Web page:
SPORTS

Heleina Tells Why Sports Tick

Lautoka coach Kamal Swamy says, they must win by 3 goals, if they are to book a quarterfinal spot
16 Feb 2019 11:53
Heleina Tells Why Sports Tick

Sprinter Heleina Young be­lieves that taking part in sports enables here to experi­ence higher state of psychological well-being when compared to wom­en that don’t play any sport.

Heleina told SUNsports that she was grateful to have attended Saint Joseph’s Secondary School.

Although the Suva-based school was not a force to be reckoned with when it comes to the Coca- Cola Games however the school have had its fair share of limelight pro­ducing top female sprinters like Pe­rina Lobendhan, Seinimili Roqica, Sisilia Seavula and with Heleina continuing on that tradition.

Heleina was dubbed Road Runner by her school mates for her quick and nimble strides that leaves eve­ryone behind in the first 40 metres.

Heleina Young

The 19-year-old also utilises her fast pace running ability on the hockey turf as she has also made it to the Fiji Women’s Junior Hockey team that participated at the Oce­ania Playoffs Championship in 2014.

She made her first internation­al debut in athletics at the 2015 Ligue De Nouvelle Caledonie D’Athletisme in Noumea, New Cal­edonia where she finished third in the Open Women’s 100m final in a time of 12.98s.

Amidst her stellar performance was at the Oceania Area Champion­ships, the 2018 Melanesian Champi­onships and an unlikely win in the 400m at the 2017 Coca-Cola Games finals.

She also clocked an impres­sive new personal best of 11.87s in the final of the intermediate girls’ 100m final last year.

That performance saw tied for second place with former Pacific Sprint queen Vaciseva Tavaga, in the All-Time list. She was ranked number 2 in the Fiji women’s 400m rankings last year after only taking up the event in 2017. Nevertheless, the quarter mile gave her stamina which in turned fused well with her natural speed. She also clocked an impressive 24.33s in the finals of the 200m at the intermediate girls’ Coca-Cola Games. Her times were much faster than the senior girls’ winner.

She was the 3rd fastest female 200m runner in the country behind Makelesi Bulikiobo and Tavaga.

Heleina Young (1)

SUN: What’s your current position? Can you give me a brief overview of what you do in your work?

HELEINA: At this point in time I’ve just completed high school and try­ing to put my entire focus on my athletics career.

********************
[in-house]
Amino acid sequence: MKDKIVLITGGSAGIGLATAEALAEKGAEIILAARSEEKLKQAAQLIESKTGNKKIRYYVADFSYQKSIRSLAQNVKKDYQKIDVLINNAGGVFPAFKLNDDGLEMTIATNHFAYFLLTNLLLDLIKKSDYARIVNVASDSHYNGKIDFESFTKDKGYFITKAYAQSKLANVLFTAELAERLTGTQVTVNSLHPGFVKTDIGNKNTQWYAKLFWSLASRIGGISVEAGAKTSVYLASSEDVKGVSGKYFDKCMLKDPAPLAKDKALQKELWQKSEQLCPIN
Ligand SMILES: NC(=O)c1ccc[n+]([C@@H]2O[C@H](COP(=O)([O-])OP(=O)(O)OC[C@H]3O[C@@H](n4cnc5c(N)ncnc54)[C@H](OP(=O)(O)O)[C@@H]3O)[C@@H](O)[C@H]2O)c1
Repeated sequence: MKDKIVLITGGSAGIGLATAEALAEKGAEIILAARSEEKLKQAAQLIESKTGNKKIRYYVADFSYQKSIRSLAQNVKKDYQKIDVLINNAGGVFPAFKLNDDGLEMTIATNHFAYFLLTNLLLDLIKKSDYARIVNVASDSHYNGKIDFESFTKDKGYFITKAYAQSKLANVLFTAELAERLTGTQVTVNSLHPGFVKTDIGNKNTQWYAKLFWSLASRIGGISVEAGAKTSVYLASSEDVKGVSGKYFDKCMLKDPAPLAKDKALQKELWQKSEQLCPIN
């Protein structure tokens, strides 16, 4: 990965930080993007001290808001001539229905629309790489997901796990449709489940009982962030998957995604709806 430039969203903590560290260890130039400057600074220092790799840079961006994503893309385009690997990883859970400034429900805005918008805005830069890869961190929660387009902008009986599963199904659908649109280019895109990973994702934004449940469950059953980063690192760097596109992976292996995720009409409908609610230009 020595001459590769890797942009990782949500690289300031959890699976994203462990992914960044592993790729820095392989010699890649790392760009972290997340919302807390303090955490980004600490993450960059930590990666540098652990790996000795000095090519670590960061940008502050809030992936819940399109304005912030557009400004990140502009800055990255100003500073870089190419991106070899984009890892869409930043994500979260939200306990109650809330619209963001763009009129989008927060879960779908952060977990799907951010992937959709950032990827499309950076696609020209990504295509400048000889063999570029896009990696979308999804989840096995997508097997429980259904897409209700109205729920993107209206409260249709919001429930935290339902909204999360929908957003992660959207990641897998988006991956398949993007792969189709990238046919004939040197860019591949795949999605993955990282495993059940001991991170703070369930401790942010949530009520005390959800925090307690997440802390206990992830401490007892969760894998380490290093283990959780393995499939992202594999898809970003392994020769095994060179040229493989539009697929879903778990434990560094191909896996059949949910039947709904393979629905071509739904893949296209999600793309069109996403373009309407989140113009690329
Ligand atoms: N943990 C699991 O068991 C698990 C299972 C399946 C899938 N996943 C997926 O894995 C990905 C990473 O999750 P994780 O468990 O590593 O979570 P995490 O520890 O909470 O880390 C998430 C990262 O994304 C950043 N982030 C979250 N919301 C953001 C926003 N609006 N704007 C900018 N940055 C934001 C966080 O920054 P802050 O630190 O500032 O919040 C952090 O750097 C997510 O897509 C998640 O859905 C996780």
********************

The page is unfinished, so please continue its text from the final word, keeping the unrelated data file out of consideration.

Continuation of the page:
SUN: What would you say most mo­tivates you to do what you do? What are you most excited or passionate about? What are the goals you most want to accomplish in your work? Not so much of the goals that are in your job description, but the goals you hold personally?

HELEINA: I would say seeing other young athletes competing is what inspires and motivates me a lot to continue with what I’m doing best.

And of course the God gifted tal­ent I have been given which I don’t want to waste.

My main goal right now is to keep working hard and try to challenge myself to get the A-qualifying time to qualify for the 2019 Pacific Games. Also, to become a good role model for those that want to take up athletics in the future.

SUN: Now if we can, I’d like to go way back for a little while. Where did you grow up? Countries that you have been to and what was that like?

HELEINA: I was born and bred in Suva and attended Saint Joseph’s Secondary School.

I first represented Fiji in 2015 in an open athletics championship in New Caledonia and then later in the year at the Pacific Games in Papua New Guinea.

Two years later I competed at the Commonwealth Youth Games in the Bahamas as well as the Oceania Championship.

Last year I competed in the Pacific Mini Games in Vanuatu.

SUN: Did you have any key mentors or people who deeply influenced who you are, what you believe in and what you’re committed to in your work and life?

HELEINA: My parents are my greatest mentors in life and they have always been there for me espe­cially pushing me to continue work­ing hard in pursuing my dreams.

“Also, my team-mates who are part of the national team always chal­lenge me to keep working hard in achieving my personal best.

SUN: As an active woman involved in sports, how do you see the role of women in sports specifically in Fiji and how important is it to encourage more women taking up roles in vari­ous sporting federations?

HELEINA: I believe women play a vital role in sports.

Especially for me when I see oth­er experienced women competing alongside me, gives me a sense of hope to be like them.

And females who play sports have higher levels of confidence and self esteem and lower levels of depres­sion.

From childhood to adulthood, this is from my experience, I’ve been in­volved in sports and it has allowed me to have a more positive body im­age and experience higher states of psychological well-being than girls and women who do not play sports.

SUN: What’s next for you? What are you looking forward to?

HELEINA: I look forward to mak­ing the A –qualifying time and com­pete in this year’s Pacific Games and also one day represent Fiji to the Olympic Games.

Edited by Leone Cabenatabua

Feedback: grace.narayan@fijisun.com.fj



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